Published at the moment of Seacole’s rediscovery in the early 1980s, Fryer’s account of her life weaves together antiracist, anticolonialist, and anticapitalist threads. While Fryer perhaps glosses over the more nuanced aspects of Seacole’s relationship to Blackness and Britishness, like her commitment to the “British imperial vision,” his work reveals the elements of Seacole’s narrative best aligned with Black radical histories. Seacole’s determination in facing racial prejudice, the injustice of her loss to history, and even the basic fact of her existence in nineteenth-century Britain provided a powerful historical corollary to the ongoing struggles of the movement.
Drawing from the aims of the Black radical movement, these elements have been reproduced in some of the diverse commemorations of Mary Seacole across the UK. In 2004, Seacole was famously named the “Greatest Black Briton” in a vote organized to challenge the complete absence of Black people in BBC’s “100 Greatest Britons” poll and to communicate the importance of Black lives to British history. Soon after, harnessing the press attention from the vote, the Mary Seacole Statue Appeal began a twelve-year fundraising effort to build what would become the first statue of a Black woman in Britain. In 2016, the statue was unveiled outside Guy’s and St. Thomas’ Hospital in London. It depicts a larger-than-life Seacole marching “defiantly forward” into an oncoming wind, representing her fortitude in the face of the obstacles she faced in her lifetime.
Dame Elizabeth Anionwu served as vice chair of the Mary Seacole Statue Appeal. At the unveiling, Anionwu spoke of Seacole’s particular importance to her as a Black British nurse:
I am a nurse of mixed heritage, and so was Mary Seacole, which is why this statue is important to me. There are not enough statues of women, let alone of Black women. St Thomas’ are proud to host the statue of Mary Seacole both in recognition of the work done by their Black healthcare staff, and also because of the diverse community they serve. Mary Seacole was a feisty woman, and I believe this statue is a fitting tribute to her.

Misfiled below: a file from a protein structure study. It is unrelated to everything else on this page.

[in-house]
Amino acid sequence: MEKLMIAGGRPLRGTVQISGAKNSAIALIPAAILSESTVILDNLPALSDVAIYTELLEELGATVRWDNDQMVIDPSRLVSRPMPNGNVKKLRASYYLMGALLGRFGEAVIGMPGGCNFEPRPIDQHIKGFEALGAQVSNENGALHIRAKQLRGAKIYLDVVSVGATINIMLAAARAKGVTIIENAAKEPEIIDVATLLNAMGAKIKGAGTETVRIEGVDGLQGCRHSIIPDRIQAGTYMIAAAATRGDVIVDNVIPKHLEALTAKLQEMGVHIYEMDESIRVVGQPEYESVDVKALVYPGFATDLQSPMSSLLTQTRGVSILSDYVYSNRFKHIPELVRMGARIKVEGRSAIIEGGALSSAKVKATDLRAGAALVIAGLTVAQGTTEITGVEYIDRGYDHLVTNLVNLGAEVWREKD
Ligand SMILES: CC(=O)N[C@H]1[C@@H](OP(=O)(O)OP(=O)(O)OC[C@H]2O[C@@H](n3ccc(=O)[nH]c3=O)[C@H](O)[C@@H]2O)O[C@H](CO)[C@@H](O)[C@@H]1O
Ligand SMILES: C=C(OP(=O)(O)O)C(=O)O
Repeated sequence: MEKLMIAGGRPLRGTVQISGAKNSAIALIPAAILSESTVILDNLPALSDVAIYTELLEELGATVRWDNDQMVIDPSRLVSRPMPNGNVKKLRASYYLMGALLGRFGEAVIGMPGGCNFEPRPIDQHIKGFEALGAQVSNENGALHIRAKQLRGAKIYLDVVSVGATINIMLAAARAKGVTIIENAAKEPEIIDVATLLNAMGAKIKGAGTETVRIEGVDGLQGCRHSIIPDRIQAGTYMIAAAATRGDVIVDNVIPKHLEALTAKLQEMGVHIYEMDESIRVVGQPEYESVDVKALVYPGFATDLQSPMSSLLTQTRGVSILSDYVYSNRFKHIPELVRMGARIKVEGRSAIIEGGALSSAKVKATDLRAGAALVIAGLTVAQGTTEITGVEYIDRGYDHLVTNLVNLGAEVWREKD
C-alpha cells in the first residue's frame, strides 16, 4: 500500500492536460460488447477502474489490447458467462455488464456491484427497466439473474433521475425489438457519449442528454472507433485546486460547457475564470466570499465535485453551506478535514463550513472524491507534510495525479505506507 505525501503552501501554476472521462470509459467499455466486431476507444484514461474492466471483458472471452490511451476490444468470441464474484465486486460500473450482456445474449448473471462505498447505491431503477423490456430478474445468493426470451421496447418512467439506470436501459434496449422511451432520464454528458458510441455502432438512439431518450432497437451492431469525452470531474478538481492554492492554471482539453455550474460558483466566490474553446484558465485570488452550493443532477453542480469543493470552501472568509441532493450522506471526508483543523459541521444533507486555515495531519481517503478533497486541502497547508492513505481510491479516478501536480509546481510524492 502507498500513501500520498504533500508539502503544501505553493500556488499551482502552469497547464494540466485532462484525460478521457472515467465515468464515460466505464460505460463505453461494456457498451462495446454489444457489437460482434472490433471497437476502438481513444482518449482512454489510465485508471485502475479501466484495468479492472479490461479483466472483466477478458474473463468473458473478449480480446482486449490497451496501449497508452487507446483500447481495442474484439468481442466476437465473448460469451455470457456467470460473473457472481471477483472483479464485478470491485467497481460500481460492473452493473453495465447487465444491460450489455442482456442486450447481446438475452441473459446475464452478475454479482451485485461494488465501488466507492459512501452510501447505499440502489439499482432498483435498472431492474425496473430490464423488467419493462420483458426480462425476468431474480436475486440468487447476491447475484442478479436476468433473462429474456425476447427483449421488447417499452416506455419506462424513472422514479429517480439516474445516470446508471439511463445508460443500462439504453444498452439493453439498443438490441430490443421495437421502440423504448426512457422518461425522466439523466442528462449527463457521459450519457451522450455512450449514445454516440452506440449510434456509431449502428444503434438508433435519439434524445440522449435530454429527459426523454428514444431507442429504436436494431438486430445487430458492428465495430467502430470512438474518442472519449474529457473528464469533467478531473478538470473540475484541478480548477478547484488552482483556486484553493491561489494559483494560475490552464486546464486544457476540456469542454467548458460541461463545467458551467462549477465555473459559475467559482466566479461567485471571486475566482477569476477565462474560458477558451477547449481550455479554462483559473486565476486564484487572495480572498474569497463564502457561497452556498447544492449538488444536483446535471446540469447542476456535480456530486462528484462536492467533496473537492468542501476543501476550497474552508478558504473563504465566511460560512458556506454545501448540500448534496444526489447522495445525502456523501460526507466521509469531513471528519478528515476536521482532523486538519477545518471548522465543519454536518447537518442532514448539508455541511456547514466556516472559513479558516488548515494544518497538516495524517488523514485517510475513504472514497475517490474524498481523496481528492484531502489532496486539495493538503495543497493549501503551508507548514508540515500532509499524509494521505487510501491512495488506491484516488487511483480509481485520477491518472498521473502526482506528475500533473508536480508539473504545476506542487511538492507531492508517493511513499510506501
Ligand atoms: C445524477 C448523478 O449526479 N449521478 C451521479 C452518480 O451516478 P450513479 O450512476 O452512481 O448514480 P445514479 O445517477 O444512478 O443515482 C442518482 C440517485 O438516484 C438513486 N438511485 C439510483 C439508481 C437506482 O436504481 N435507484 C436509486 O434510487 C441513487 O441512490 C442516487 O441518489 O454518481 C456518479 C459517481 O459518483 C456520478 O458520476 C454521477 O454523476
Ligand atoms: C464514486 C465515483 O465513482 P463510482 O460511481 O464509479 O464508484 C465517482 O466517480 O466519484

Anionwu’s quote speaks to the importance of commemorating historical individuals as an act of identity formation in disciplines and cultures. While the statue of Mary Seacole in London literally sets her in stone as an icon of British history, the political conditions producing her rise to fame illustrate the ways commemoration is never objective or static. To better understand the figures relied on to exemplify group ideals, like Mary Seacole in the contentious histories of race and nursing, we must consider the contexts that continually create and reimagine their cultural value. Doing so illuminates the courage and struggles of Seacole’s story and that of Black heritage activism, granting us a historical foothold as we continue to grapple with the racist silencing of Black voices.
- Karen Sands-O’Connor, Children’s Publishing and Black Britain, 1965–2015 (Palgrave Macmillan US, 2017). ↑
- For background on Seacole, see Peter Sleeth’s Nursing Clio essay about her life and work in the Crimean War. ↑
- Samantha Pinto, “‘The Right Woman in the Right Place’: Mary Seacole and Corrective Histories of Empire,” ARIEL: A Review of International English Literature 50, no. 2–3 (January 2019). ↑
- Rob Waters, “Thinking Black: Peter Fryer’s Staying Power and the Politics of Writing Black British History in the 1980s,” History Workshop Journal 82, no. 1 (October 2016): 104–20. ↑
- Paul Gilroy, There Ain’t No Black in the Union Jack (Routledge, 2013). ↑
- Waters, “Thinking Black.” ↑
- Ibid. ↑
- Ibid., 110. ↑
- Hannah J. M. Ishmael and Rob Waters, “Archive Review: The Black Cultural Archives, Brixton,” Twentieth Century British History 28, no. 3 (September 1, 2017): 465–73.The BCA has its home in Brixton, but you can look at much of their collection online. ↑
- Ziggi Alexander and Audrey Dewjee, Mary Seacole: Jamaican National Heroine and “Doctress” in the Crimean War (Brent Library Service, 1982). ↑
- Staying Power has remained a foundational example of Black radical writing. It was recently republished in 2010 with an introduction by Paul Gilroy, and in 2015, exhibitions at the Black Cultural Archives and the Victoria and Albert Museum were held under the same name. ↑
- Peter Fryer, Staying Power: The History of Black People in Britain (Pluto Press, 2010), 237. ↑
- Fryer, Staying Power, 246. ↑
- Lynn McDonald, “Florence Nightingale and Mary Seacole: Which Is the Forgotten Hero of Health Care and Why?” Scottish Medical Journal 59, no.1 (February 1, 2014): 68 ↑
- Miller Hare, “Mary Seacole Statue Unveiled in London,” BBC News, June 30, 2016, https://www.bbc.com/news/uk-england-london-36663206. ↑
I am so impressed by both Seacole and this biographer’s insights.